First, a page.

FDA green lights stem cell clinical trial for Lou Gehrig’s disease

Lou Gehrig’s Disease is a really nasty disease. The patient experiences a progressive degeneration of the nervous system that affects the brain and the spinal cord. The progressive degeneration destroys the nerves that help move muscles and causes a gradual loss of the ability to move. It eventually leads to the death of those neurons. Paralysis slowly sets in right before the patient’s eyes. Then other basic abilities slowly leave, like the ability to talk, void the bladder, control bowel movements and so on. It kills its victims slowly and horribly.

Neuralstem, a company in Rockville, Maryland, has received US Food and Drug Administration (FDA) permission to test spinal cord stem cells in twelve patients with Lou Gehrig’s disease (amyotrophic lateral sclerosis).  This approval comes approximately one month after the FDA placed Geron’s planned clinical trial on hold for a second time. Neuralstem’s trial had also previously been placed on hold by the FDA in February before it received the go-ahead in September.

Though both trials involve placing cells into the spinal cord, Neuralstem’s product is made of cultured neural stem cells derived from a single eight-week-old fetus, whereas Geron’s product, intended to treat spinal cord injury, is derived from embryonic stem cells that have been differentiated into precursors of neuron-support cells.

Lucie Bruijn, a scientist at the ALS Association stated that this is the first stem cell approach for Lou Gehrig Disease.  The chief science office at Neuralstem, Karl Johe, says tests of large animal models show that the transplanted neural stem cells are able to protect motor neurons, although, it’s not entirely clear how.  Neuralstem and their collaborators showed in a rat model of Lou Gehrig’s Disease that transplanted cells could develop into interneurons that formed connections with the rats” motor neurons.

Nevertheless, this approved trial will assess safety rather than efficacy. The first few patients selected for the procedure will be those who are no longer able to walk.  Since the injected cells protect rather than replace motor neurons, these sicker patients are less likely to benefit from treatment, but they are also less able to lose function if something goes wrong. Cells will be injected only on one side of the spinal cord in order to minimize the number of injection sites. Only one patient will be treated each month so that researchers can monitor effects over a longer period of time. According to Johe, the goal is to be able to inject cells in both lower and upper regions of the spinal cord in healthier patients and see if the injections can help motor neurons survive.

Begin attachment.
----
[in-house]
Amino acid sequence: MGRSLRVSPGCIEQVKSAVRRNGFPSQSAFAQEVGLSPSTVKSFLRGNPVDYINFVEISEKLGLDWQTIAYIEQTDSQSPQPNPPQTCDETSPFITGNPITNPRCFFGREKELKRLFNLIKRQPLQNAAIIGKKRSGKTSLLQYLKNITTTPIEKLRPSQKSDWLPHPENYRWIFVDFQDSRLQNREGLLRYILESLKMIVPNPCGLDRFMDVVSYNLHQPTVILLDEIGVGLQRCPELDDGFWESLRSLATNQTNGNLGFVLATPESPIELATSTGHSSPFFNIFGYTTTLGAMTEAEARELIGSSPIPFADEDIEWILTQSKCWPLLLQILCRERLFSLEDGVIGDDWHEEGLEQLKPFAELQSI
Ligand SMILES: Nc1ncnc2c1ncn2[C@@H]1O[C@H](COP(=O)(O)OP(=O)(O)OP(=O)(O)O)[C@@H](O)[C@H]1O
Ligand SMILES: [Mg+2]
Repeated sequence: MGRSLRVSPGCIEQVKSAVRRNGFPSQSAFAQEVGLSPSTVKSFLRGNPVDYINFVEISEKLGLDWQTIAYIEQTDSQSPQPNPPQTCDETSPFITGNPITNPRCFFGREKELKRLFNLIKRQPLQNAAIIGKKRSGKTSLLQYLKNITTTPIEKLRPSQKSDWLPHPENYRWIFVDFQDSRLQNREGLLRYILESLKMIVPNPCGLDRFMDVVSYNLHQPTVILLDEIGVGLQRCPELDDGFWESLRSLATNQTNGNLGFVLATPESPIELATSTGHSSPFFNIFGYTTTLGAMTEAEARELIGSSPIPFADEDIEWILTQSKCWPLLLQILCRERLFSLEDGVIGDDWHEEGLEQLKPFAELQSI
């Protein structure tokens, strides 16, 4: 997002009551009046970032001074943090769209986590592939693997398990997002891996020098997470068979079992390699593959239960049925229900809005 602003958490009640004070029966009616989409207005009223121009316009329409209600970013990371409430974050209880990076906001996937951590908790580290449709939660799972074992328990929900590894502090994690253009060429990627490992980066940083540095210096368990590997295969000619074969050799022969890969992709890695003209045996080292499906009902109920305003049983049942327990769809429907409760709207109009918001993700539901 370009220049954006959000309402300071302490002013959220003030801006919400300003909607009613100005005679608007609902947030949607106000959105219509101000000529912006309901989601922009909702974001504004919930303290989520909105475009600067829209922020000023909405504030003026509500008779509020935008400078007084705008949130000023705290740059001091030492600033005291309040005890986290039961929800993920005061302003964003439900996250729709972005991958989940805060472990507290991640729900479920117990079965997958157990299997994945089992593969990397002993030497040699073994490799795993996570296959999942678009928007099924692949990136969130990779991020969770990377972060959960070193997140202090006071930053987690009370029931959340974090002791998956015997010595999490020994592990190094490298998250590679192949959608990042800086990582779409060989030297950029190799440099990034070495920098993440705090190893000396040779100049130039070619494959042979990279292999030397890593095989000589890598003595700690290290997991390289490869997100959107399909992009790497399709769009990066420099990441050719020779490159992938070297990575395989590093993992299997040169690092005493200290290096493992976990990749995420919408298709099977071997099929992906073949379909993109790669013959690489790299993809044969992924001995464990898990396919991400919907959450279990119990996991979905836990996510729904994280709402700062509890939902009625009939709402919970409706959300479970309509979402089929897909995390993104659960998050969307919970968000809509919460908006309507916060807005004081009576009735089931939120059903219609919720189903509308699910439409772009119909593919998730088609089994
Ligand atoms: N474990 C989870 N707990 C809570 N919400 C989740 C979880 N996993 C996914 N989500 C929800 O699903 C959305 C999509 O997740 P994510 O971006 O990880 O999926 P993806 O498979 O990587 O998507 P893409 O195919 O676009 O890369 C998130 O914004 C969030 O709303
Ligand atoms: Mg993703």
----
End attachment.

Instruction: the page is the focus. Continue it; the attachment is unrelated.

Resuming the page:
Other companies using neural cells include ReNeuron, which received permission from UK authorities this January to start clinical trials for stroke. Its cell product is made from genetically modified cultures of neural stem cells, also of fetal origin.

StemCells Inc. is conducting trials in Batten disease, a neurodegenerative disorder that strikes children, and recently received approval for a clinical trial in a similar disease. It also uses neural stem cells from material originally derived from fetuses and has recently published research showing that its cell product delayed some symptoms of the disease by about three weeks.

It is really a shame that fetuses had to die to give us these cells.  I know that people will argue that the mother’s decision to “terminate her pregnancy” had nothing to do with the use of this person’s cells for research, but the fact remains that a doctor probably killed this very young baby and now his or her neural stem cells are being used in clinics.  Is this the way to value the youngest and most valuable members of our society?  Forgive me, but I find this shameful.

There is another experimental treatment that does not need to use dead babies.  It uses mesenchymal stem cells derived from the patients who receive them.  Read more about it here.


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Professor of Biochemistry at Spring Arbor University (SAU) in Spring Arbor, MI. Have been at SAU since 1999. Author of The Stem Cell Epistles. Before that I was a postdoctoral research fellow at the University of Pennsylvania in Philadelphia, PA (1997-1999), and Sussex University, Falmer, UK (1994-1997). I studied Cell and Developmental Biology at UC Irvine (PhD 1994), and Microbiology at UC Davis (MA 1986, BS 1984).